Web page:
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bn even if the trading system just embraced annex 1 countries. I imagine that there still significant savings even if the trading system is established just within individual countries.

The fourth reason for optimism is the approach of some key Governments, who I think have begun to appreciate the value of incentives and non-prescriptive regulation. Around the world I think that constructive approach is having a real impact-encouraging a shift in the fuel mix and a move to cleaner fuels in industry and transportation.

So cautious optimism-supported by the advances in technology and by the practical use of public power.

And underpinned by one other factor-globalasation.

I know that in some circles globalasation is much abused and regarded as the source of every problem we face.

Globalization is a complex and incomplete process but I don't think that anyone who cares about the environment could seriously regard its impact as negative.

Quite the reverse.

Most of the advances I've talk about flow from the spread of knowledge which is the unique characteristic of globalasation.

Knowledge of the challenge, and knowledge of the potential solutions.
Knowledge of the challenge, and knowledge of the potential solutions.

Knowledge which is transmitted not just in the public domain-in the mediabut also knowledge which is transmitted through particular networks-within the academic world, and within companies.

Almost all the steps we've taken for instance to reduce emissions began with a particular advance in a particular place. They have spread and become common practice because we have networks within the company-technical specialists sharing experience and ideas on a worldwide basis, and able to do so in real time because of the advances in communications.

When you see it in action that is a magical process, and it reminds of what is becoming possible as globalasation creates a single community of knowledge. And that is just what is needed to make progress.

So, Ladies and Gentlemen that is the progress report. A good beginning, much to do but most important of all sufficient grounds for cautious optimism-based on what look like practical advances and real progress.

If we can build on what has already been achieved in that spirit we can confront the problems and help to create and spread the solutions. Not with a single silver bullet—but with a whole series of humdrum local steps which cumulatively make a real difference. That is the role of business. Progress not through drama, but through practical delivery.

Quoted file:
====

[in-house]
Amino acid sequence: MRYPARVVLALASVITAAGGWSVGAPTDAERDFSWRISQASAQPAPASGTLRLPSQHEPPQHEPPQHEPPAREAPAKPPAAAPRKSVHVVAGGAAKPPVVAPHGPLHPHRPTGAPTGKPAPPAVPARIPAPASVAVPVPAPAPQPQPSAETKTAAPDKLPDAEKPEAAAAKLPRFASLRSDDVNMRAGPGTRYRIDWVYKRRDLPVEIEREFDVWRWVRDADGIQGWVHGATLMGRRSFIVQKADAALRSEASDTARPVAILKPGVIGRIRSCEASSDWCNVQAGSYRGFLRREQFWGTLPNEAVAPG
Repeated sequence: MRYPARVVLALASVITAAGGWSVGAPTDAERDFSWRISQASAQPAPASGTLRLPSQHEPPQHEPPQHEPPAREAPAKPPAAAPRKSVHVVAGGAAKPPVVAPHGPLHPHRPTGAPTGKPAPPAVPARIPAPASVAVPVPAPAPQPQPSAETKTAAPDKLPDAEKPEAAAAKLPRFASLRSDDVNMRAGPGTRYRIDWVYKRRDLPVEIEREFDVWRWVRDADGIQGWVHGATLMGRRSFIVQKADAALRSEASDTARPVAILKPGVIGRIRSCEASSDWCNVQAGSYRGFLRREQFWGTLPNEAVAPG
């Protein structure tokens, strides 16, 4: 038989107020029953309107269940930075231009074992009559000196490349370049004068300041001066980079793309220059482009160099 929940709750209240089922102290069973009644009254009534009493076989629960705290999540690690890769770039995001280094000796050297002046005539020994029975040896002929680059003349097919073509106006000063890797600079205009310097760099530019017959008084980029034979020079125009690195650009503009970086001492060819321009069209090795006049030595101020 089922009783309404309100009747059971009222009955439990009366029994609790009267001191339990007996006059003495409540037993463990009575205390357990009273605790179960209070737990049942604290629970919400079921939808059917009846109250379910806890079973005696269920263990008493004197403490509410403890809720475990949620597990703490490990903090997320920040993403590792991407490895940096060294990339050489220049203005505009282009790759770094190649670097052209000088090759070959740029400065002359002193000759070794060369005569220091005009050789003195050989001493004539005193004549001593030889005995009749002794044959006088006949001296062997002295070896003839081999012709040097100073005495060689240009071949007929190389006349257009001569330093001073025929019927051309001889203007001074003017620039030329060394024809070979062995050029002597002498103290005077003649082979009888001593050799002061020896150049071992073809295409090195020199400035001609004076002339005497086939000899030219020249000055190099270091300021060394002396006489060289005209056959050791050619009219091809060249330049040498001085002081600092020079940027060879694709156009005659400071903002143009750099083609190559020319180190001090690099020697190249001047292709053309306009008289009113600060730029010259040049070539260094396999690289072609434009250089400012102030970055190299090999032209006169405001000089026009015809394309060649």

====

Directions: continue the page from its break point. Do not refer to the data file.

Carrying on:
The answer to the environmental challenge of economic growth is neither denial nor retreat. The answer is not to say there isn't a problem or that the problem is so intractable that we have to put a halt to the whole process of economic advance.

The answer lies in allowing and encouraging the process of economic development to resolve its own contradictions. The paradox is that the answer to the problems created by development lies in more development. That has been the story of human progress so far, and I believe we are now seeing that story rewritten again.

Thank you very much.

If you have a question or comment about bp world please go to the Help section and use the online feedback form there. Page owner: Robert Wine. e-mail: telephone +44 (0)20 7496 5127

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Enclosed is a copy of the National Research Council report titled The Science of Regional and Global Change: Putting Knowledge 10 Work This report, a product of the Committee on Global Change Research, was officially released on January 24, 2001. It briefly describes the challenges and proposes some actions needed from the highest levels of the government to make environmental change research and the application of that research as effective as possible. It describes the steps that will be necessary for the new administration to enhance human health and prosperity in a world where growing populations and the drive to improve living standards place potentially huge demands on natural resources and the environment.